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University honours its pioneering women in suffrage centenary portraits

Norah Fry

Beth Richards with the Norah Fry portrait

Press release issued: 22 November 2018

From the first British woman to win a Nobel Prize to one of the country’s early suffragettes, portraits dedicated to inspirational women now grace the walls of the University of Bristol’s most famous building.

From the first British woman to win a Nobel Prize to one of the country’s early suffragettes, portraits dedicated to inspirational women now grace the walls of the University of Bristol’s most famous building.

Although the University was the first higher education institution in England to welcome women on an equal basis to men, the wooden panels of the Great Hall in its Wills Memorial Building have been an all-male domain thanks to hosting portraits of its Vice-Chancellors.

Now, thanks to a project specially-commissioned to mark 100 years since the first women in Britain won the right to vote, a series of ten portraits redresses the balance and celebrates notable Bristol women who have changed the institution – and, indeed, the world. They were unveiled at an interactive panel discussion event yesterday evening (22 November), entitled 'Women and equality: the next 100 years', which looks to the future of gender equality by asking what key challenges still need to be overcome and how.

The portraits will be the first of many initiatives to honour women at the University, with new permanent artworks to be commissioned every year until 2028: the 100-year anniversary of full suffrage in Britain, when all women over 21 were given the right to vote, not just those over the age of 30 who owned property.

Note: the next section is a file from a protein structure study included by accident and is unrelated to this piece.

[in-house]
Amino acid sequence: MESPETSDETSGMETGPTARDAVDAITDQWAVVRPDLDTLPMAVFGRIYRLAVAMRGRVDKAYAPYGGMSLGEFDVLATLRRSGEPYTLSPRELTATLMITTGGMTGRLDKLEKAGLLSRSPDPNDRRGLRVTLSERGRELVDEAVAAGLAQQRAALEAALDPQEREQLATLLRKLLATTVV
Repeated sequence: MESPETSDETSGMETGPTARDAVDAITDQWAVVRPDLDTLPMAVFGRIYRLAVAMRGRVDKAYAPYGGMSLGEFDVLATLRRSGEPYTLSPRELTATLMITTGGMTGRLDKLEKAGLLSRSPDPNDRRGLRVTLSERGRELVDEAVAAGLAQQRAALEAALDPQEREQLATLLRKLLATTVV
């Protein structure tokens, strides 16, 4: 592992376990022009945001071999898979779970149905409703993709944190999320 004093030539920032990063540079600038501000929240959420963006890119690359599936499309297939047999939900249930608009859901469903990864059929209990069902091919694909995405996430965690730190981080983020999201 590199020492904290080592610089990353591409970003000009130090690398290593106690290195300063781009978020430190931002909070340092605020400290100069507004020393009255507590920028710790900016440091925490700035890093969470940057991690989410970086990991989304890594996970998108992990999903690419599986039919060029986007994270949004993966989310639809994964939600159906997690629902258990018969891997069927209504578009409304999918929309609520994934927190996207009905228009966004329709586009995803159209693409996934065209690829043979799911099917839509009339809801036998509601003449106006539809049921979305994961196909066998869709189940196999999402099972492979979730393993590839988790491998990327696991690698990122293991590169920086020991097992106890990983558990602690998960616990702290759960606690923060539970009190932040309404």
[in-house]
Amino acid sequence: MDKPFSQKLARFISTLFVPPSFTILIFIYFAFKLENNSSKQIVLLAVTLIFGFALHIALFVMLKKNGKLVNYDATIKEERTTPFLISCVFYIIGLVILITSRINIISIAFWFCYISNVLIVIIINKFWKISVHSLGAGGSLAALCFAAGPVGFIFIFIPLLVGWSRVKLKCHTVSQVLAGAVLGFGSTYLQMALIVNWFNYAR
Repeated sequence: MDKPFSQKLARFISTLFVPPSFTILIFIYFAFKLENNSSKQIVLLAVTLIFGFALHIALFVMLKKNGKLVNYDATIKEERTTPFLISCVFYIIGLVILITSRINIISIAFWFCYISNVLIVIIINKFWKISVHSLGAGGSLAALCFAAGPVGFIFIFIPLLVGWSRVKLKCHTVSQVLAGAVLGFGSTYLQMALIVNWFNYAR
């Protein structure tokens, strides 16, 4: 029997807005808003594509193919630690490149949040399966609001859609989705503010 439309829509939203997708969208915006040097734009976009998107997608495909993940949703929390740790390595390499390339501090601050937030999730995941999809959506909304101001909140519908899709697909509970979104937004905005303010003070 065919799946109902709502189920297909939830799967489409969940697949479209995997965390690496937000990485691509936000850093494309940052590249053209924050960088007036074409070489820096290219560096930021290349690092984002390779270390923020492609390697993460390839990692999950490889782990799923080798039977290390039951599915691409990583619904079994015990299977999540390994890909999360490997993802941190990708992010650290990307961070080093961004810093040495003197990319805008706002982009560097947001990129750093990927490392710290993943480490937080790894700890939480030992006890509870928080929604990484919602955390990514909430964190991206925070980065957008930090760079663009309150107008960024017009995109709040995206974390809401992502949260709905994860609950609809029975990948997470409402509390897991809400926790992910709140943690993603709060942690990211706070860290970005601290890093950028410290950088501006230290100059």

Among the women featured are activists, educators and research pioneers - including Norah Fry (1871-1960), a champion for people with learning disabilities, whose donation led to the creation of the Norah Fry Research Centre in the School for Policy Studies.

Norah, a member of the Fry family famed for its chocolate and cocoa, was born and educated in Bristol. Her family’s wealth meant she never needed paid employment, but throughout her life she committed herself to work on behalf of those less fortunate than herself. After completing her studies at Cambridge University and an apprenticeship with the Charity Organisation Society – a home-visiting service that formed the basis for modern social work – Norah focused her attention on improving the lives of people with learning disabilities. She also had a very close relationship with the University, being a member of Council for over 50 years. When she died in 1960.

Photographed holding images of these inspirational and influential women are pioneering members of today’s University community. Beth Richards, a researcher in the School for Policy Studies was chosen to represent Norah Fry.

She noted, “The Norah Fry Research Centre was created in 1988 and has pursued a programme of research which has helped us to see people with learning disabilities in a new light and challenge our preconceptions about their identity."

"I was really pleased to be asked to be involved in the Vote 100 campaign. People with learning disabilities, like myself, now work as co-researchers in some studies – something which would have been unimaginable 100 years ago. The centre makes a positive difference in the lives of disabled children, young people and adults. We hope Norah would have approved of what we have achieved since she handed down the challenge.”

The portraits will be a lasting legacy of the University’s Vote 100 campaign, which has been run as part of local celebrations led by Bristol Women's Voice throughout 2018 to explore Bristol’s history as a city of change-makers and consider how it can continue to fight for equality in the future.

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